Hot Locations aroundSandy Point, AbacoThe flats around Sandy Point abound with bonefish. If you follow the road to Rickmons Lodge, you can see a large sandbar exposed to your right as you gaze northward. On either side of the low tide, the bonefish that gather here only a hundred yards from the lodge, can number in the hundreds. As the tide gets higher, focus on the island 100 yards northeast of the sandbar, as the bonefish feed right into the black mangroves, along with loads of blacktip sharks. An excellent foul-weather hotspot is the mangroves past the boatyard to the right of the lodge. Here the bonefish spill out of the mangroves as the tide drops. Good luck, and have a great trip.

Monday, December 26, 2005

Urban Anglers:Per Chance, to Fish!

Malls are mauled by millions, urged on by minions of mercantile minds with manufactured mirth that drugs out leveraged pocketbooks owned by minds that really believe that family closeness only congeals with bought expressions called gifts. The police were actually called out into the street to direct the vehicular chaos swarming around and into the mall of North Dade County, all of them- the "shoppers"- obviously oblivious to the loss of "one-stop" shopping time savings grotesquely offset by the hours of searching, then fighting for a place to park, and the swarms around the goods and cash registers. The last time the Men in Blue were on the roads was for Wilma. They were there to maintain order-is this a holiday? Remember the word root- holy day.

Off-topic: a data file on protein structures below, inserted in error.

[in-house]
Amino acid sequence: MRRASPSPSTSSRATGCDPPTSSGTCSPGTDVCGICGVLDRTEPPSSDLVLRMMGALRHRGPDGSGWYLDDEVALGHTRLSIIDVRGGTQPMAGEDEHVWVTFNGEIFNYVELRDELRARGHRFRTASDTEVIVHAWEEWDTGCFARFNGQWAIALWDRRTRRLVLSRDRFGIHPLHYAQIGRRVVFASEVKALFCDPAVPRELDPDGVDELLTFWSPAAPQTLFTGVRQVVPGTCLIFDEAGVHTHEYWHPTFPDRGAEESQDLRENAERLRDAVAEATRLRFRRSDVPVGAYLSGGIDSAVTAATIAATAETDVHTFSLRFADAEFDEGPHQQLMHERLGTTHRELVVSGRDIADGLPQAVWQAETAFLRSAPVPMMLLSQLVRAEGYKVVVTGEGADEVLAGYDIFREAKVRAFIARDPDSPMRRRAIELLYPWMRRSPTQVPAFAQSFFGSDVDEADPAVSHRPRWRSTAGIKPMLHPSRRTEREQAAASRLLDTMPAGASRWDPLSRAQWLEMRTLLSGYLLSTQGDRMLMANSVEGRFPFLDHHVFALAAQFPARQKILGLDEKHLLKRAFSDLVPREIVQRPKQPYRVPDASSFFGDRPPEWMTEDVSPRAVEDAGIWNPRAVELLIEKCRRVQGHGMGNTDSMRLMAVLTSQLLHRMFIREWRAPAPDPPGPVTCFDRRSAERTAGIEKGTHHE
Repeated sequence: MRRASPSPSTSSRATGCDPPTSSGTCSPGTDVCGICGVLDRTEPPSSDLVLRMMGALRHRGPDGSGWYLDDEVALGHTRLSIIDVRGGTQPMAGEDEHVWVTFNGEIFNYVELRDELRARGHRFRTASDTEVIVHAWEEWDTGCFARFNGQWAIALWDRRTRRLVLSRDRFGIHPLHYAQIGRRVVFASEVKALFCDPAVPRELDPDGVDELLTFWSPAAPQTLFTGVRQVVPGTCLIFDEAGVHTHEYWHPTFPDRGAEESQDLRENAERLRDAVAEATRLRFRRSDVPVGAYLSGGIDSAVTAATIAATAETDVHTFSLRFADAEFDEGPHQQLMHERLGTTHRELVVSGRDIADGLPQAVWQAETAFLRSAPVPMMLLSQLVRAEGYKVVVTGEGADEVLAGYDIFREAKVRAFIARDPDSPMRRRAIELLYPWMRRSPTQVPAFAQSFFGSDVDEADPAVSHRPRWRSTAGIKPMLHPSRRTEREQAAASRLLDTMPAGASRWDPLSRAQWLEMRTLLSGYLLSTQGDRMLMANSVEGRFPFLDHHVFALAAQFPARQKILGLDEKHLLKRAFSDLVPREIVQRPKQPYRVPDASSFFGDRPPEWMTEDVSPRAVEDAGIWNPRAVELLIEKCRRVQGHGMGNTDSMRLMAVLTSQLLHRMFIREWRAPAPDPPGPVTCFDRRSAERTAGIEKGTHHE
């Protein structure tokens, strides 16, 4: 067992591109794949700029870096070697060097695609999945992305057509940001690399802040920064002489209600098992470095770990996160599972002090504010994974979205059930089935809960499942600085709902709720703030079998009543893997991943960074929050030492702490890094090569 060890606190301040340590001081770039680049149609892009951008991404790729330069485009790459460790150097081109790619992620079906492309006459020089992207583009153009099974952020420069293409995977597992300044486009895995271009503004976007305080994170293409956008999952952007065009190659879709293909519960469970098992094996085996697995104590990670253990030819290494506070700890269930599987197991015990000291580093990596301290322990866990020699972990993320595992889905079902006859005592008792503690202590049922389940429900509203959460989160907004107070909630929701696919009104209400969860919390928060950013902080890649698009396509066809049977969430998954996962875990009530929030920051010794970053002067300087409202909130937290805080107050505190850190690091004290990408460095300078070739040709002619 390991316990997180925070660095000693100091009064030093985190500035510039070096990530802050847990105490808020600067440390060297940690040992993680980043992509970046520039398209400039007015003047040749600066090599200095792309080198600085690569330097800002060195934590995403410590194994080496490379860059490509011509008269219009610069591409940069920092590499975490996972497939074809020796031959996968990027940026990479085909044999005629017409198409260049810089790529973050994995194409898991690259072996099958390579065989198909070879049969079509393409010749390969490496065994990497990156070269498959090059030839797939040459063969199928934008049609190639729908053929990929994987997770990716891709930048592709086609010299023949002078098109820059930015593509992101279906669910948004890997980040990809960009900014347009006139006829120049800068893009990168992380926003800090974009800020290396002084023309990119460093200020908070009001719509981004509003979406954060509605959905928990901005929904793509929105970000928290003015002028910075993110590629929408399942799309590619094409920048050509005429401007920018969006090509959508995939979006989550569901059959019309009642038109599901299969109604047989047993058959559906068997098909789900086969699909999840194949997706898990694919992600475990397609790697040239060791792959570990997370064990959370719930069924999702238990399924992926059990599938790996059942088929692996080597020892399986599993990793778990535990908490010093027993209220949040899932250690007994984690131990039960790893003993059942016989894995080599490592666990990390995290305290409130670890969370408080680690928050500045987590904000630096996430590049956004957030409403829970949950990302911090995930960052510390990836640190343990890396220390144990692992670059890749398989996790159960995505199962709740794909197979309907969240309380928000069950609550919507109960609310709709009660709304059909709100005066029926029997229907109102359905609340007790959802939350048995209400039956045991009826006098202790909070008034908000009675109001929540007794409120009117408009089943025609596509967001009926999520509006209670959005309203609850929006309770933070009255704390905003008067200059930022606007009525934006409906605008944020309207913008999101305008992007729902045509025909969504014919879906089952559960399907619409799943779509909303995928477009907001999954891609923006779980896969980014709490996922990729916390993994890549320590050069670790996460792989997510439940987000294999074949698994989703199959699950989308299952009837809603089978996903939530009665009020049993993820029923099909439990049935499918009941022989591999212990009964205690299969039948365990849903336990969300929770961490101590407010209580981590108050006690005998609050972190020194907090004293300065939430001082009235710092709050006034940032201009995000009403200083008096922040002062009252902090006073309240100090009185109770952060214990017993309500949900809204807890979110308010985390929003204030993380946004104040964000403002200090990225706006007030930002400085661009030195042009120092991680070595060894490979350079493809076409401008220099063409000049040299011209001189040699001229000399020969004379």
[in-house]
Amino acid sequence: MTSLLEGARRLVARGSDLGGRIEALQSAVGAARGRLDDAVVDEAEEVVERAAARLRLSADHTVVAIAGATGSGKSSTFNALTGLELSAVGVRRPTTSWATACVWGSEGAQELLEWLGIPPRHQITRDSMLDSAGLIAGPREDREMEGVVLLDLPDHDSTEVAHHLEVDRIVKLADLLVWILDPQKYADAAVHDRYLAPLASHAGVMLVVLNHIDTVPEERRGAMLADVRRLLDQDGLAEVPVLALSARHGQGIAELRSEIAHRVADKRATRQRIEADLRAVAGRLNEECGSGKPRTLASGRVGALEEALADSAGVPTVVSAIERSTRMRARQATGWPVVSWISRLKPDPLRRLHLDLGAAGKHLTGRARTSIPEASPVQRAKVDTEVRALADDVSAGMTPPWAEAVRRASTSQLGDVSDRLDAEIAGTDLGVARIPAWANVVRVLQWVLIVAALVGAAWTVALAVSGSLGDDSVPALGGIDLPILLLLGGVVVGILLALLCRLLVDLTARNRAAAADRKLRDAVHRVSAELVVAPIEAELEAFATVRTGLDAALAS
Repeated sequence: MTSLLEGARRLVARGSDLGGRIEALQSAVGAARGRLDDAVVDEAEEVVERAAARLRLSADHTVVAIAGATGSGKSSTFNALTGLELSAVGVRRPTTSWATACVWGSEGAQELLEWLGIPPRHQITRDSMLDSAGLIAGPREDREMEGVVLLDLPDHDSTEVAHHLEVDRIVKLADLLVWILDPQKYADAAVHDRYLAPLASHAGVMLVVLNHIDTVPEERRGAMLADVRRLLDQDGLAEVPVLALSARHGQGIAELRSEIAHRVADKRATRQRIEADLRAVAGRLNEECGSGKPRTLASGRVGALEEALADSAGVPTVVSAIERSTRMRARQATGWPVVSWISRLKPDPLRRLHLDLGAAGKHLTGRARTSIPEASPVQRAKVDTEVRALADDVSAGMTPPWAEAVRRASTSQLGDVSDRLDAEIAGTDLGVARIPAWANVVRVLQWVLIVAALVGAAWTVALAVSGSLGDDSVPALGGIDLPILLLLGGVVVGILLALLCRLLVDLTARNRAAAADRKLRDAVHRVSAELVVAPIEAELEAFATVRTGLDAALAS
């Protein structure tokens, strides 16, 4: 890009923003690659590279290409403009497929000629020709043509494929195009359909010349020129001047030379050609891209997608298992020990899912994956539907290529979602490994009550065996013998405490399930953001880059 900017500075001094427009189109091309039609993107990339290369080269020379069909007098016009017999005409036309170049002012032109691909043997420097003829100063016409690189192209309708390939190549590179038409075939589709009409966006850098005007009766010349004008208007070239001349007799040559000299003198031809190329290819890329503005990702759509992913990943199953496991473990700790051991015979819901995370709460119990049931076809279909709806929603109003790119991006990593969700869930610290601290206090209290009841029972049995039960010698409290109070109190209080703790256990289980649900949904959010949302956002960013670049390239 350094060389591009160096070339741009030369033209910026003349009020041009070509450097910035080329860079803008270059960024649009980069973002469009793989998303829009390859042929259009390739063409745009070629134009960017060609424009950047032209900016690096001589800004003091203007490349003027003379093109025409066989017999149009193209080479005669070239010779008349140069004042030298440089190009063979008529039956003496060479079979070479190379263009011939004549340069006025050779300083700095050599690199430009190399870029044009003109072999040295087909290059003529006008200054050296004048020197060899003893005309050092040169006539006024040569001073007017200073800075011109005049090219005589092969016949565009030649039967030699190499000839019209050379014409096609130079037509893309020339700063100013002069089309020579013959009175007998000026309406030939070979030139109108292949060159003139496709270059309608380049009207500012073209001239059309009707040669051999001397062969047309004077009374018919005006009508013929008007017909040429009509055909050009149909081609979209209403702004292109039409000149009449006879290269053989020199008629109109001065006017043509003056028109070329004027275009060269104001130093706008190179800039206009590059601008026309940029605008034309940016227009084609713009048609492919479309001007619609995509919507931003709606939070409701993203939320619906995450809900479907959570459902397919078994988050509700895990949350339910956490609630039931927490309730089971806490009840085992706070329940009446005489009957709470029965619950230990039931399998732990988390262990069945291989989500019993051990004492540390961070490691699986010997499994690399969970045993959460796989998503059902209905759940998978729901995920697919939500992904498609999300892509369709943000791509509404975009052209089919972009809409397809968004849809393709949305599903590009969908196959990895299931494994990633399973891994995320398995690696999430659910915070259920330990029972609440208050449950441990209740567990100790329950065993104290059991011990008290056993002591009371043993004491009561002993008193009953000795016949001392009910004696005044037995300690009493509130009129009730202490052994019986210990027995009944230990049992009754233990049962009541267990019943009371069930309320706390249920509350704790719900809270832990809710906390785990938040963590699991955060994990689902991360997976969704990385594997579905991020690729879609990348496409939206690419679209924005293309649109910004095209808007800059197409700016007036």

With all this swirl about, pensive anglers search out solitude and avoid marinas glutted by first-time boaters that jack-knife their trailers into other rigs with unpracticed launches. A cold front eases into South Florida through foggy skies on a southwest wind. Early mornings and sunset beckon when the crowds thin and the fish take a peek and peck a minnow meal in backbay canals. This is the time to take a breath, be alone, center yourself, and pare down your tackle in the cooled- down, boat-beaten waters of Urbania. Slower retrieves, lighter longer leaders, smaller lure and flies more match the mood of our fish. The mainland inshore Florida angler has this task at hand, one that is spared the offshore sporties now harvesting sailfish driven nuts by baitfish buffets amidst bright blue front-tossed waves.

So, that's it here in "dynamic" South Florida, but there's also dreams of distant shores where a "car" is a rarity, there are no malls, where you know your neighbor, you understand each other, where the repugnant backwindow gangsta decals don't exist nor do their foul boom-boxing lowriders-places where there's maybe just one road that leads through trees after trees after trees until it ends on a quiet beachfront where it's you, and you alone..maybe an occasional figure smiling a year-round smile undisfigured by pressured life eases by, picking up a shell here and there. A hookup now is less the goal, when your efforts reassert and capture moments of purity and pensiveness that reveal something true anglers already know... that fishing has nothing whatsoever to do with fish.


Saturday, December 24, 2005

Posted Destination Feature-Key Island Estate

A Key to Paradise